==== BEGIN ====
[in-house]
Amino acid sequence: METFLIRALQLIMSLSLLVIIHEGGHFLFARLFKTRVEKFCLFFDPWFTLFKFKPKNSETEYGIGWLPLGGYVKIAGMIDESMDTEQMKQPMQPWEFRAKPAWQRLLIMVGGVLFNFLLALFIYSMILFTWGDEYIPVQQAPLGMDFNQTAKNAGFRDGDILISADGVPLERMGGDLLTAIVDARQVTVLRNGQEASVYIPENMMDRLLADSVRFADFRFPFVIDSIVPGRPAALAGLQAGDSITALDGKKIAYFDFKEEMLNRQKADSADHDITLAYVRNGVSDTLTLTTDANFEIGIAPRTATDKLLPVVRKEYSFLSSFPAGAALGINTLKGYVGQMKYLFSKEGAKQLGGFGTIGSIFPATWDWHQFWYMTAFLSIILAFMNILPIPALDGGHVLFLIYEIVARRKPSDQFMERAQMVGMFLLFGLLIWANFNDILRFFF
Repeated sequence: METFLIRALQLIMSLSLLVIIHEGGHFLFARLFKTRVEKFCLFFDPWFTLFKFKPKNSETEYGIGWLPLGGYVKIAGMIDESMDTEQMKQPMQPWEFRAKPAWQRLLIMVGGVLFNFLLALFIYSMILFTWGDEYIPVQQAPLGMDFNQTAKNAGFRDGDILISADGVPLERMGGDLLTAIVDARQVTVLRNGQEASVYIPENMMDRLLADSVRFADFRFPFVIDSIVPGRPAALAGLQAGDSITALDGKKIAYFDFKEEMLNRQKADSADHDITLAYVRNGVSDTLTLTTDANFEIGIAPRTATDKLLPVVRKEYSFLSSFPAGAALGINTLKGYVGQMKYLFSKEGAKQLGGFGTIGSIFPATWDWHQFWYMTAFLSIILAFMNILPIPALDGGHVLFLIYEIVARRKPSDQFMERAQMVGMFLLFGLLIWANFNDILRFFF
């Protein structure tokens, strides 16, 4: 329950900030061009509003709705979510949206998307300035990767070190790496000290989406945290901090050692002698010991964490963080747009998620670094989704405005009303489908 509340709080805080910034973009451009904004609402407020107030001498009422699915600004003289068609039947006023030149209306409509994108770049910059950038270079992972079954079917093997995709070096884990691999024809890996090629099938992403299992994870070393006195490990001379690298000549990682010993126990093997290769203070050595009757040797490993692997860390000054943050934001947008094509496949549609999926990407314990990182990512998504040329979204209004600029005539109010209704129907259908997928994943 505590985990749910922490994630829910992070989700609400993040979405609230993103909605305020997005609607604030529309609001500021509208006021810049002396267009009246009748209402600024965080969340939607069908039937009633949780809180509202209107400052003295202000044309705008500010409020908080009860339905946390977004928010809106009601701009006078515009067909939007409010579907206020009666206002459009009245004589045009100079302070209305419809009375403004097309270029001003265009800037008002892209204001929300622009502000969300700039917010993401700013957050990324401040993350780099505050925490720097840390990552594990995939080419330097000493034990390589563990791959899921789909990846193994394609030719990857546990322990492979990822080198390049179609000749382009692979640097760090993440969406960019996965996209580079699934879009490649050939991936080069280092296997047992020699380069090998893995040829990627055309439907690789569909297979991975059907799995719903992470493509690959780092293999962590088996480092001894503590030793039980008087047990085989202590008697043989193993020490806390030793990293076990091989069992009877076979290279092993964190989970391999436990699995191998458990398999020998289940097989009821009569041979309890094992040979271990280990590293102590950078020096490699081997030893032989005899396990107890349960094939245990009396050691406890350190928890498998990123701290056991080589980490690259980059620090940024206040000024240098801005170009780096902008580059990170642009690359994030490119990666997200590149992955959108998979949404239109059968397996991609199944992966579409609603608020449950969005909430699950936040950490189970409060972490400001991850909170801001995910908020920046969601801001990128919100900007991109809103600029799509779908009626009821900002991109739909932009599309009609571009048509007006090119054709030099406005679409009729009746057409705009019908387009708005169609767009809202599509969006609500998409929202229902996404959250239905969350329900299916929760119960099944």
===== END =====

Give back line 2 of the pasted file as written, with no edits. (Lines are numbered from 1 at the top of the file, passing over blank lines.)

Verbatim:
Amino acid sequence: METFLIRALQLIMSLSLLVIIHEGGHFLFARLFKTRVEKFCLFFDPWFTLFKFKPKNSETEYGIGWLPLGGYVKIAGMIDESMDTEQMKQPMQPWEFRAKPAWQRLLIMVGGVLFNFLLALFIYSMILFTWGDEYIPVQQAPLGMDFNQTAKNAGFRDGDILISADGVPLERMGGDLLTAIVDARQVTVLRNGQEASVYIPENMMDRLLADSVRFADFRFPFVIDSIVPGRPAALAGLQAGDSITALDGKKIAYFDFKEEMLNRQKADSADHDITLAYVRNGVSDTLTLTTDANFEIGIAPRTATDKLLPVVRKEYSFLSSFPAGAALGINTLKGYVGQMKYLFSKEGAKQLGGFGTIGSIFPATWDWHQFWYMTAFLSIILAFMNILPIPALDGGHVLFLIYEIVARRKPSDQFMERAQMVGMFLLFGLLIWANFNDILRFFF